GRADUATES!
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Teacher Appreciation
My view of the ceremony, just moments before addressing the crowd in Kiswahili!

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Was it something I said?!
Just kidding! No, I didn’t clear the grounds of the celebrations…guests and students departed after lunch!
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NYU Flashback // Community Service

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Photo credit: the fabulous Betty Cremmins

Ten years ago, as I sat in the back of my parents’ car driving through Chinatown, hundreds of thoughts raced through my head; we were headed for my first dorm room at New York University. The sights and smells, some more distinct than others, invaded my senses.

Once moved in several hours later, cinder block walls stared back at me as I heard the hustle and bustle of New York City outside my freshman dorm room window. I had been selected to take part in Project Outreach, a weeklong program which brought students face to face with service project opportunities in/around “campus”, i.e the streets of NYC. Many life changing experiences were had during my years with Outreach, first as a participant then a team leader and site coordinator.

Recently I had the pleasure of speaking with the newest Outreachers, members of NYU’s class of 2017, telling them how my Outreach experience shaped my life’s path–and continues to do so in fact! I was ecstatic to share the podium with two great friends and past Outreachers, Rishi and Betty. As we spoke with the students, we couldn’t help remembering sitting in their seats ten years ago. Little did we know the journeys that lay ahead. In addition to attending ALL of our classes …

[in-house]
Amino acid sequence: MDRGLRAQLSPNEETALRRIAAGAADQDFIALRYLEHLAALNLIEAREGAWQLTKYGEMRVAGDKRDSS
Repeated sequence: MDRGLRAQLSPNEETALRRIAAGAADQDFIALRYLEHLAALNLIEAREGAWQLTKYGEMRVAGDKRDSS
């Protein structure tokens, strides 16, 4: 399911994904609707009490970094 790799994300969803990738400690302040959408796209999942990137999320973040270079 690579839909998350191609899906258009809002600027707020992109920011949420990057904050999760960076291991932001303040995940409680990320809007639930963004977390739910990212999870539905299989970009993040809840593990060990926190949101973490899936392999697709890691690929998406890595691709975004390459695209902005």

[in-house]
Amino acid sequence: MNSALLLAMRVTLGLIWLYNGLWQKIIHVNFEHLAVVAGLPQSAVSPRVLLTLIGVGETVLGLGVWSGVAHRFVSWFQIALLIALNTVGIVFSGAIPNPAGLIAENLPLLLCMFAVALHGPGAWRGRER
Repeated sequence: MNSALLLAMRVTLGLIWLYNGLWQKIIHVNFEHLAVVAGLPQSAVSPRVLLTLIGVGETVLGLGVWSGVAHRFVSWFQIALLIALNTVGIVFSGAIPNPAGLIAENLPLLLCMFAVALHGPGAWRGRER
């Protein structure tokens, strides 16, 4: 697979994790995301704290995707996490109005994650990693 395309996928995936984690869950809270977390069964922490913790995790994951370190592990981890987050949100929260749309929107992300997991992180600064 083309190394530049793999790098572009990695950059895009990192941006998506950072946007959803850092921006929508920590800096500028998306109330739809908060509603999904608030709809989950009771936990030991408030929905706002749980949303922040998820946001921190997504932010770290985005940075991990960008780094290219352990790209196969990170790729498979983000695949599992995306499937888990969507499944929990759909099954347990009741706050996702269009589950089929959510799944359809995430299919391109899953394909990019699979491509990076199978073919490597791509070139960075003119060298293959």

Rishi is now an ER doc at a top NYC hospital and plans to do Doctors Without Boarders. During his tenure at NYU he remained heavily involved with community service, often as President or Chair of various clubs/initiatives. He implemented countless wonderful projects around NYC and even spent time abroad doing medical missions! I now know where I’m going should I need any ER help, whether in NYC or beyond!

Whilst still at NYU Betty biked across America through Bike and Build, stopping along the way to build homes for Habitat for Humanity. She spent time doing Americorps before heading to Antarctica to work as a carpenter (does she really need a reason?!). A Masters from Columbia’s SIPA Program followed and now she works for Carbon Disclosure Project (CDP), dealing with top corporations around the world and helping them to make more environmentally responsible decisions. Walmart is one such recipient of her expertise! It should also be said that Betty still volunteers at the Go Project, a tutoring program on Saturday mornings she first visited as an Outreacher. For a place as transient as NYC, Betty certainly maintains her roots!